When you’re unsure about the issues, you can try a few tricks to double check for overflowing water. In the bathroom, flush the toilet. If water immediately comes up through the bathtub or shower drain, you probably have an overflow issue. You can also run the water in the sink and watch to see if the water rises in the toilet. Another test is to run your washing machine and check the bathtub or shower drain for signs of water coming up.

What should you do if you think your sewer line is clogged?

If you notice these signs, don’t flush the toilet or run any water. Shut off the main water supply valve immediately, which should be in the garage or near your water heater. Turning off the water will prevent excess sewage from flooding the system until a professional can check out the problem. You can’t do much to clear the sewer line without expert help, so make an appointment with a professional plumber as soon as possible.

It’s always important that you spot plumbing problems early to minimize damage and expense.

Not sure if it’s a city sewer line backup? Check with neighbors – if they are experiencing the same issues then it’s likely a city sewer line. Remember that the city will only fix their line, and not the homeowner’s line.

Be prepared for potential issues with plans from Sewer Line Warranties of America as having plans can help you pay for covered water, sewer and other service line repairs.

Cooling systems: A homeowner’s buying guide

HVAC unitSummer is in full swing, which means for many of us, thoughts are turning to air conditioning and home cooling systems. Let’s be honest —central air conditioning is a game changer. No more sweaty nights tossing and turning in front of a box fan or toughing it out because you haven’t installed the window units yet. But, you have options when you’re ready to install a home cooling system.

Here are a few types to consider:

Central air conditioning

Designed to cool the entire house, this cooling system feeds into your home’s ductwork and distributes cool air throughout each room. A large compressor unit lives outside, combining the evaporator, condenser and compressor in one place. Proper sizing and efficiency are important for choosing the right air conditioning unit for your home. Look for a Seasonal Energy Efficiency Rating of at least 13 if you live in a northern state and 14 if your home is in a southern climate, according to SmarterHouse. Plus, consider buying an energy-efficient model approved by ENERGY STAR for the best performance.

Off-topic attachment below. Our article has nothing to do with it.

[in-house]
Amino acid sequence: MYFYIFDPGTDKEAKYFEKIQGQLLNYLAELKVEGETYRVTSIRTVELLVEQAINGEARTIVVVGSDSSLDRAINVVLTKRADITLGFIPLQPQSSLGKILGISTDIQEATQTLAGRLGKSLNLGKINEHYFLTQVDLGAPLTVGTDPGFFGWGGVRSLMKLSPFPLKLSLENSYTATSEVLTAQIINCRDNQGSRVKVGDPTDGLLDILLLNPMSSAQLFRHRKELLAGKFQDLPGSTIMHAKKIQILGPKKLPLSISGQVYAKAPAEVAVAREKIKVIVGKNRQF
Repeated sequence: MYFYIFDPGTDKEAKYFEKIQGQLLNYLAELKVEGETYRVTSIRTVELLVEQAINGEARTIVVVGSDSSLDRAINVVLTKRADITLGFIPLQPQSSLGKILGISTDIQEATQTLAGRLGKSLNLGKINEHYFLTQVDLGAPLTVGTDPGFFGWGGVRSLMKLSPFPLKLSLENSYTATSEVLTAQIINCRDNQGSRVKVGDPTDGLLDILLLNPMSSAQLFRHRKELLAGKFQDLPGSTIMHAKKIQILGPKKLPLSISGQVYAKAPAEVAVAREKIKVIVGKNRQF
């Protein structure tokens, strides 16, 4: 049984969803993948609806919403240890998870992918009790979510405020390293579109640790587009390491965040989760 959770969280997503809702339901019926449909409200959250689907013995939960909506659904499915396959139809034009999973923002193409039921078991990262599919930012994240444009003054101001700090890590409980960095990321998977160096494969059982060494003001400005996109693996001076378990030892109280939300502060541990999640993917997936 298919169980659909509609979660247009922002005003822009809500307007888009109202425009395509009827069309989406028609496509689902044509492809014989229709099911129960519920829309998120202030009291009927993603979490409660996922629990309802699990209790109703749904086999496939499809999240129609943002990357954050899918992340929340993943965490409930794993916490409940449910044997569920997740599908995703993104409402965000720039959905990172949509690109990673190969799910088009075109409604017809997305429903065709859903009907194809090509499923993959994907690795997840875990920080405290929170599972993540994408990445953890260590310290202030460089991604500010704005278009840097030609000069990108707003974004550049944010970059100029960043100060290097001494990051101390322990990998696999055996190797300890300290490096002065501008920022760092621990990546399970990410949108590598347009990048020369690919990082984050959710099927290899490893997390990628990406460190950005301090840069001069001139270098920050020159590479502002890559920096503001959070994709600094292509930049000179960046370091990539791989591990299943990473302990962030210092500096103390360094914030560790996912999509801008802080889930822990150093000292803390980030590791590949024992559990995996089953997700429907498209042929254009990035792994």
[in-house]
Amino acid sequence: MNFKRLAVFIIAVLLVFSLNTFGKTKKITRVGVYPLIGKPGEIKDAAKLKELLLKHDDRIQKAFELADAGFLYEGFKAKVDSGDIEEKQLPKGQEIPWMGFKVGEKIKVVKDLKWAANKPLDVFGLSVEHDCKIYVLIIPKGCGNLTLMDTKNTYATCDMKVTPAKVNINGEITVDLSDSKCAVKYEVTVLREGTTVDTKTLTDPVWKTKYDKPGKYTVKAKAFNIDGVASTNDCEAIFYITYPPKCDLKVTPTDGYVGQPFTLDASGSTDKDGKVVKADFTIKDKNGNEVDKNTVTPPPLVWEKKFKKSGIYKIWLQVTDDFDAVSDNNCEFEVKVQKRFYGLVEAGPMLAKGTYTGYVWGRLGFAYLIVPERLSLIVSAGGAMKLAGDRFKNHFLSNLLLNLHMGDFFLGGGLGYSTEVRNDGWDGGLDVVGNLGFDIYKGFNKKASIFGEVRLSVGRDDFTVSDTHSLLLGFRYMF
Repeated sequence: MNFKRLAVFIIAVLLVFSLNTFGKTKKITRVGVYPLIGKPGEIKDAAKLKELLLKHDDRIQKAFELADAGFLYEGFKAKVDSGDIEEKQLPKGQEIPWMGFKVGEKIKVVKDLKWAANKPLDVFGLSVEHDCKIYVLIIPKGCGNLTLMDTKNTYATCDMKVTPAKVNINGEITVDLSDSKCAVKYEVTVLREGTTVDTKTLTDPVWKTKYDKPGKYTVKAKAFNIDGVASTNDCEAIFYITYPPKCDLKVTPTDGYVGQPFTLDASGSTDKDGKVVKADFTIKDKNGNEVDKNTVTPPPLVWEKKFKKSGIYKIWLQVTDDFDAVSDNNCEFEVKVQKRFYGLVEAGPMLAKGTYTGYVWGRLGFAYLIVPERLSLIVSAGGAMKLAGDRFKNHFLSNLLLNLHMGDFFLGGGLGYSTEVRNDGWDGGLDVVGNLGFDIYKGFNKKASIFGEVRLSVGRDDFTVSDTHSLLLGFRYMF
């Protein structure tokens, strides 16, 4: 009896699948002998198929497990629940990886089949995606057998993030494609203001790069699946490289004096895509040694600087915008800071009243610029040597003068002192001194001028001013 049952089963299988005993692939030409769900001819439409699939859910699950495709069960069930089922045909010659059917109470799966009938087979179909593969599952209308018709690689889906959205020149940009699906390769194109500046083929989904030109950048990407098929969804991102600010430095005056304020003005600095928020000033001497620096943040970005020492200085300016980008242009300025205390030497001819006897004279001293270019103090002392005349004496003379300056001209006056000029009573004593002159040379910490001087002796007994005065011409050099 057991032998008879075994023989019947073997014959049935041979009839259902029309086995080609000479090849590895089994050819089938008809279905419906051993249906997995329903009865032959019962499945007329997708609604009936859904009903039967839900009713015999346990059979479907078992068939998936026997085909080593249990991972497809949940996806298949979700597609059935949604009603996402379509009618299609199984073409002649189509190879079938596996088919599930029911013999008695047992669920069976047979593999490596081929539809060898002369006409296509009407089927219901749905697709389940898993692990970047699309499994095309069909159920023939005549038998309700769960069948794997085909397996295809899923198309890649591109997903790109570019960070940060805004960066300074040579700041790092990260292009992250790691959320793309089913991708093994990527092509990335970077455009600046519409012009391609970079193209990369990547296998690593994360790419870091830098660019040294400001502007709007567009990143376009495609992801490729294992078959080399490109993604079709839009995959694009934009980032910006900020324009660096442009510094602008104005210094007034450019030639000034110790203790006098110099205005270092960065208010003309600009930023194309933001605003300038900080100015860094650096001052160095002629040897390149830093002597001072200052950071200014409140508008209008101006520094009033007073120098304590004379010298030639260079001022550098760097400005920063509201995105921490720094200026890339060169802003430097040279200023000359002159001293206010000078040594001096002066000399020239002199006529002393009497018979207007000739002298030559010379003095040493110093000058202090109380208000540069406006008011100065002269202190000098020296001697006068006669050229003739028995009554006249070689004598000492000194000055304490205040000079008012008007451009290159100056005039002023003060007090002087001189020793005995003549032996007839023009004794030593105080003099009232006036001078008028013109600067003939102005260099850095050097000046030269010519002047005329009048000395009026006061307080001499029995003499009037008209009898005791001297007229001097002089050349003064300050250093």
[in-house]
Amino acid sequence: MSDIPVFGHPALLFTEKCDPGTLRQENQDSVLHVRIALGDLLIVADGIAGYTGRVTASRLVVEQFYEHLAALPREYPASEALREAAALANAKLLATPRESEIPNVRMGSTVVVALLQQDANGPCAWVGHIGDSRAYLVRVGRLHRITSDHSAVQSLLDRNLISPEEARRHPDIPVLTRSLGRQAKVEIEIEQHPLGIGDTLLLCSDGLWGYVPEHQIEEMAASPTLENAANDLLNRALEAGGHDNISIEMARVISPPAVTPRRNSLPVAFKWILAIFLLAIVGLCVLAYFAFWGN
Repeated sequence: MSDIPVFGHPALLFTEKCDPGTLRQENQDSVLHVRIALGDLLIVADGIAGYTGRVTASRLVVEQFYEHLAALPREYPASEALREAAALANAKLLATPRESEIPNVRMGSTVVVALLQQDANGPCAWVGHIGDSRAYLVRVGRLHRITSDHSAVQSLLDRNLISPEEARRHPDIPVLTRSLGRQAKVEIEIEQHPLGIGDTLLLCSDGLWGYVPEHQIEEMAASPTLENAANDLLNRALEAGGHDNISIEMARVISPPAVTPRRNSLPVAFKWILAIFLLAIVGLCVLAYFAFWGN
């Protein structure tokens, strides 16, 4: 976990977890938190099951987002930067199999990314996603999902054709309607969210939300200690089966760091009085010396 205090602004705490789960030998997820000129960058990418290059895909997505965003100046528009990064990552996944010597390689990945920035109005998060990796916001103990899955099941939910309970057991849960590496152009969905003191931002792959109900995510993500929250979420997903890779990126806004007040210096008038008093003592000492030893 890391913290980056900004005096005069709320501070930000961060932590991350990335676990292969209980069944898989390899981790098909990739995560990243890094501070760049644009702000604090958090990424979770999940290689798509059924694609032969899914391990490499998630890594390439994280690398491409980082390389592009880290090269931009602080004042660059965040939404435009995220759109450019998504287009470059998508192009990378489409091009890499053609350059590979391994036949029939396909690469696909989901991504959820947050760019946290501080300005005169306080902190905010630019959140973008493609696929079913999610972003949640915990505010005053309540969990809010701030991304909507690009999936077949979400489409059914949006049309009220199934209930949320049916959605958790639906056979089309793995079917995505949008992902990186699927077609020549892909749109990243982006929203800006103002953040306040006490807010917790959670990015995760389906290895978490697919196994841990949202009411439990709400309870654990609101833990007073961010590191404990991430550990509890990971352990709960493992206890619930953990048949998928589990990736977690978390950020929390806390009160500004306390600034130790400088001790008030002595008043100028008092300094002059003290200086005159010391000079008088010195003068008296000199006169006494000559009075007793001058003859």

Once you’re the proud owner of an air conditioning unit, you’ll need to keep maintenance in mind, prepping it for seasonal changes and enhancing its efficiency. With a little love and care, your unit will continue to keep your home at lovely, cool temperatures when the heat rises outside.

Ductless system

These mini-split systems are popular for room additions or homes without ductwork. Similar to central air cooling systems, there is an outdoor unit. However, a ductless system requires each room or zone to have its own air handler, which is connected to the outdoor unit via a conduit. You can mount these indoor units on walls or ceilings. As such, you can choose to cool specific areas of your home, rather than the entire house. However, this option can be much less cost effective than a central cooling system.

Evaporator system

Ideal for dry climates, evaporator systems use a fan to push fresh air through moist pads and circulate cool air throughout the house. They can be cost-effective because the fan is the only electrical component, but they lose efficiency when the humidity rises. If you live in the right environment for this system, you’ll need to be careful about choosing the size of the evaporator. To give you an idea, homes around 1,500 square feet require an evaporator fan that runs at 6,000 cubic feet per minute, according to SmarterHouse.

Portable units

Self-contained cooling units are an ideal temporary solution, and common in homes up North where the temperatures don’t stay high for long. Window air conditioners or portable stand-alone units are among the most popular. They’re great for immediate relief from the heat when you need it, but can be noisy and only cool a limited area.

Remember that while your choice may depend on budget, location and regional climate, if you’re looking to cool your home consistently and frequently, installing a central air conditioning system is a more long-term, effective solution than the portable cooling units.

Being prepared before home repair issues arise is always a good strategy. Plans from Service Line Warranties of America can help with the costs of covered repairs. See what plans are available in your area.